Girl Through Glass has a delicious darkness to it.  It is well written, beautifully actually at times, but this is not a lighthearted story. Told in alternating chapters, as the reader we are slowly let into the what happened then…. that lead to the happenings now.  The journey unravels as the two stories work their towards one another.

As I often do when books are told in alternating perspectives…  I find myself leaning to  one story line over the other.  In this case it was young Mira’s story that drew me in the most wanting me to know what happens to this young girl and how our life decisions play out into our futures.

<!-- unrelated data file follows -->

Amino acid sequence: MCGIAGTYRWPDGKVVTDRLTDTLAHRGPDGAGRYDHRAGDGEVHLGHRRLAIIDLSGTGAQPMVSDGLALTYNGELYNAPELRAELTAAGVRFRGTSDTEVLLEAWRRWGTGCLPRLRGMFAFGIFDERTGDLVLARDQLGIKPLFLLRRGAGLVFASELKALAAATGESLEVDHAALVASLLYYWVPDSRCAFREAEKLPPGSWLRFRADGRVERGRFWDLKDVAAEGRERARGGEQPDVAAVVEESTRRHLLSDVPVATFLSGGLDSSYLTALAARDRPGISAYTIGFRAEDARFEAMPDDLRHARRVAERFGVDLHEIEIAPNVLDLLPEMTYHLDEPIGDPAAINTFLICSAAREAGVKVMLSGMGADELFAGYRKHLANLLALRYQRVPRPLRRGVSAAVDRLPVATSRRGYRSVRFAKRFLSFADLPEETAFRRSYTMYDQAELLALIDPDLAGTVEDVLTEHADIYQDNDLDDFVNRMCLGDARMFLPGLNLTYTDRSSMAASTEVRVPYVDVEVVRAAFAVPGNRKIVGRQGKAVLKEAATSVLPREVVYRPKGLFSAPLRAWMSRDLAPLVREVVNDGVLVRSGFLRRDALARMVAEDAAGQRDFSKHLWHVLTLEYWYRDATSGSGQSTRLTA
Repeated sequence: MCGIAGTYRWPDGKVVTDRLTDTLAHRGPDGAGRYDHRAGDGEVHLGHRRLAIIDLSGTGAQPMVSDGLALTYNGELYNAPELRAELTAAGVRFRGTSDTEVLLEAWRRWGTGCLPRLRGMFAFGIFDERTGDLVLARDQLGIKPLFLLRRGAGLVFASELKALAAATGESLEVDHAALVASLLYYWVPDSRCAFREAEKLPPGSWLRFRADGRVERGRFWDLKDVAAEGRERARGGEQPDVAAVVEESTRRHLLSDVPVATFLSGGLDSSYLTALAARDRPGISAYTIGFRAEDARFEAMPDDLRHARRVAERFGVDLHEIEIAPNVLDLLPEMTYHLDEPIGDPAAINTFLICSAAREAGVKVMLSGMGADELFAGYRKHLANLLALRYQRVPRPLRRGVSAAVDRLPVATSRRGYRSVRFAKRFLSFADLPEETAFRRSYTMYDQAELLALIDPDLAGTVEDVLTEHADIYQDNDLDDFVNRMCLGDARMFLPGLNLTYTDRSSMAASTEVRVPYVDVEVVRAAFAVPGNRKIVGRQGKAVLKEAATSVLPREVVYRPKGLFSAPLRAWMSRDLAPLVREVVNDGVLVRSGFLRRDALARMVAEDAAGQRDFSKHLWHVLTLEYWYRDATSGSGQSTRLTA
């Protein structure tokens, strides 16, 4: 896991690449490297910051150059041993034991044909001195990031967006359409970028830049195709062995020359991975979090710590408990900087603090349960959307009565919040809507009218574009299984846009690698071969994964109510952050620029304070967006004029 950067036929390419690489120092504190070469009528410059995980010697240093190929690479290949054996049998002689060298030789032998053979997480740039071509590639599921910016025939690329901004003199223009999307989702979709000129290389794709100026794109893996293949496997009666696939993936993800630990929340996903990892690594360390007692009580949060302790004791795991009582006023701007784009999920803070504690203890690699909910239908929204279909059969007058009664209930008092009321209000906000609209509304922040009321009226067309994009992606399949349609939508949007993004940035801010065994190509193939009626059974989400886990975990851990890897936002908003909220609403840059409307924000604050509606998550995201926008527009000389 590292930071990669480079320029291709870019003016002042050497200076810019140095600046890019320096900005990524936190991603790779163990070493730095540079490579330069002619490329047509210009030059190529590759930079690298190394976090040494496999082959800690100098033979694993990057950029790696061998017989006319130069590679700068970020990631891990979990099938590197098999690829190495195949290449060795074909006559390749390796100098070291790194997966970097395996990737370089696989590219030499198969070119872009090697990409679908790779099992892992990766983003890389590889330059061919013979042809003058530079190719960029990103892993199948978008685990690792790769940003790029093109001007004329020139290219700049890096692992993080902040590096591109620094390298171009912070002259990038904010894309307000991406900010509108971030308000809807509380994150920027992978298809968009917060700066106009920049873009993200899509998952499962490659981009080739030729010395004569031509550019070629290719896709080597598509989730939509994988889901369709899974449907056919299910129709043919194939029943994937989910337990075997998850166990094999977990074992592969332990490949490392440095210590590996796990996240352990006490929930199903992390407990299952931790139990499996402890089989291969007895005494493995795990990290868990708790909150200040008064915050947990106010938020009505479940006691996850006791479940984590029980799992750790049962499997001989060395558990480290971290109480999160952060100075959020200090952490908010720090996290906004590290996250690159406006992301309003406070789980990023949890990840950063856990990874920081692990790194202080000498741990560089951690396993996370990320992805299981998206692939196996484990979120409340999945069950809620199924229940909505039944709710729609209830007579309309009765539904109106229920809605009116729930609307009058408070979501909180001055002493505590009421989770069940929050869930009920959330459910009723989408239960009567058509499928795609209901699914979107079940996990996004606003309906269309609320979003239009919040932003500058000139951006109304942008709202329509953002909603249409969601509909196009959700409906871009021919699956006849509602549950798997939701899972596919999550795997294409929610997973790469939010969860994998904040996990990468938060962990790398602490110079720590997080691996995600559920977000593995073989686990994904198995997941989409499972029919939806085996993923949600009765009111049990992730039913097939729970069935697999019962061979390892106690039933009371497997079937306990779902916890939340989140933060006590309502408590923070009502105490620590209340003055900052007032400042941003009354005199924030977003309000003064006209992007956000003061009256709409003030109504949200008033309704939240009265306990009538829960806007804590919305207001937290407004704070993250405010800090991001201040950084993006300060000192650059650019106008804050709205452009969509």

I found this book to be unique in its telling, definitely a book that will give you plenty to think about.

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  • Hardcover: 304 pages
  • Publisher: Harper (January 26, 2016)
  • Language: English

I found my way into this world of ballet thanks to TLC Book Tours

What Was Mine by Helen Klein Ross

what was mine, helen klein ross, book journey

All Lucy Wakefield has ever wanted was to have a child to call her own.  When her marriage dissolves she sees this dream slipping farther and farther away.  When shopping at a store Lucy finds a baby girl lest in a cart while her mother is a short distance away.  Without even realizing what she is doing Lucy takes the baby and leaves the store.